1866 - 1951


John C.Green was one of the pioneer magicians that opened up the unexplored areas of the United States and Canada. He had some of the finest equipment that was available at that time. His show was ablaze with brightly colored silks and his patter was the envy of all magicians who saw him perform.

Very little has been said of his early life and how he became involved with cinematography. This biography fills in some of the missing pieces of his life. It also provides an account of Green's last days as a traveling magician.

Micky Hades has compiled this book in memory of the first magician that he saw and who inspired him to take up magic as a life-long profession. Some of the material cane from the private files of Marshall Wynnychuk who was a close friend to John C. Green at the time of his death.

"A well researched book that is an inspiration to read."

$40.00 (PDF format)

83 pages of his ads, write-ups and photographs plus details of his death in 1951.


This seldom seen poster was designed by John C. Green


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How John C. Green discovered magic

His early days of Vitascope involvement

The shows he presented to western audiences

His magic successes, surprises and failures

His tours throughout the U.S. and Canada

His final days in Mundare, Alberta, Canada

Like so many performers of his time, John C. Green traveled by railroad. He did not enjoy the luxury of comfortable transportation or the convenience of fanciful living. He battled his way through the mud in summer and the snow in winter so that he could bring his magic to the most remote regions of north-western U.S. and Canada.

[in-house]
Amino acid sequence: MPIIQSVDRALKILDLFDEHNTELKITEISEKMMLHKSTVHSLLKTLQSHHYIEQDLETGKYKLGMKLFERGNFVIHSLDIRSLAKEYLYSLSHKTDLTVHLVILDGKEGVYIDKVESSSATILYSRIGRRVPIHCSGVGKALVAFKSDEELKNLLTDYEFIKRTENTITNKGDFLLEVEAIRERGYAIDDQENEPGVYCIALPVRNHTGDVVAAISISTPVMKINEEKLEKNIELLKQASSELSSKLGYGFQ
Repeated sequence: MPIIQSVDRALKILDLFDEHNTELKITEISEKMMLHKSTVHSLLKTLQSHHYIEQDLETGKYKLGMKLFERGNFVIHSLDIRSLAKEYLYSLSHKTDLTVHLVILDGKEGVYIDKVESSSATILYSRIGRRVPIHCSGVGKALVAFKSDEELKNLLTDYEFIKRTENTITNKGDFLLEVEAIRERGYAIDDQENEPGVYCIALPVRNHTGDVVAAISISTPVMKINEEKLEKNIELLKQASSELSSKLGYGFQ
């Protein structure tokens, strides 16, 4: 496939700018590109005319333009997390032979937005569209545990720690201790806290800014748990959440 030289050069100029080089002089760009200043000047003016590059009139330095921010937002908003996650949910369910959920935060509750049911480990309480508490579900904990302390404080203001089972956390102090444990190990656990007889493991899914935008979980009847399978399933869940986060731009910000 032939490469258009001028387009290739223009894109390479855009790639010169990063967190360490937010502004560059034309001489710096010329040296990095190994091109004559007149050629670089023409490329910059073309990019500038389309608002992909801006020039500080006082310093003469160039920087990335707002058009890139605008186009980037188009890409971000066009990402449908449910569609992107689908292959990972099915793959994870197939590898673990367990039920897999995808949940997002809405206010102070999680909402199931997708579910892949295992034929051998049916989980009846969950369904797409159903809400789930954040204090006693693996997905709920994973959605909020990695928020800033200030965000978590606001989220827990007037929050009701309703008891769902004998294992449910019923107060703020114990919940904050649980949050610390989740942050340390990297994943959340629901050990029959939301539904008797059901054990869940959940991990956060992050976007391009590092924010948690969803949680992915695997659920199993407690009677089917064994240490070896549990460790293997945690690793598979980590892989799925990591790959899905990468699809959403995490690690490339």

His early experience as a barker for a side-show and his knowledge of the Vitascope (a moving picture projector), made it possible for him to succeed. His rapid-fire patter, amazing moving picture machine and the latest, and best, magic apparatus from Europe and U.S.A., made his show most desirable in the north-west. HERE'S WHAT THEY SAY:

* "John C. Green was truly a pioneer in magic. His story is encouraging. It's not the tricks but the story of his life that is so intriguing."

* ANYONE INTRIGUED BY the story of John Green in Magicol No. 175 will find this booklet of interest. There is so little information assembled on the subject that one can forgive, to a certain extent, the production values of the publication. Mickey Hades, who has done yeoman service for magicians and magic collectors throughout his life, adds to his oeuvre with this collation of articles and personal accounts about the man who inspired him to take up the mantle of magic. The author considers the publication a work in progress, and is eager to hear from others with any information on Green that can add another chapter to Green's life, and perhaps be incorporated into an expanded edition of this work. — David Ben (MAGICOL)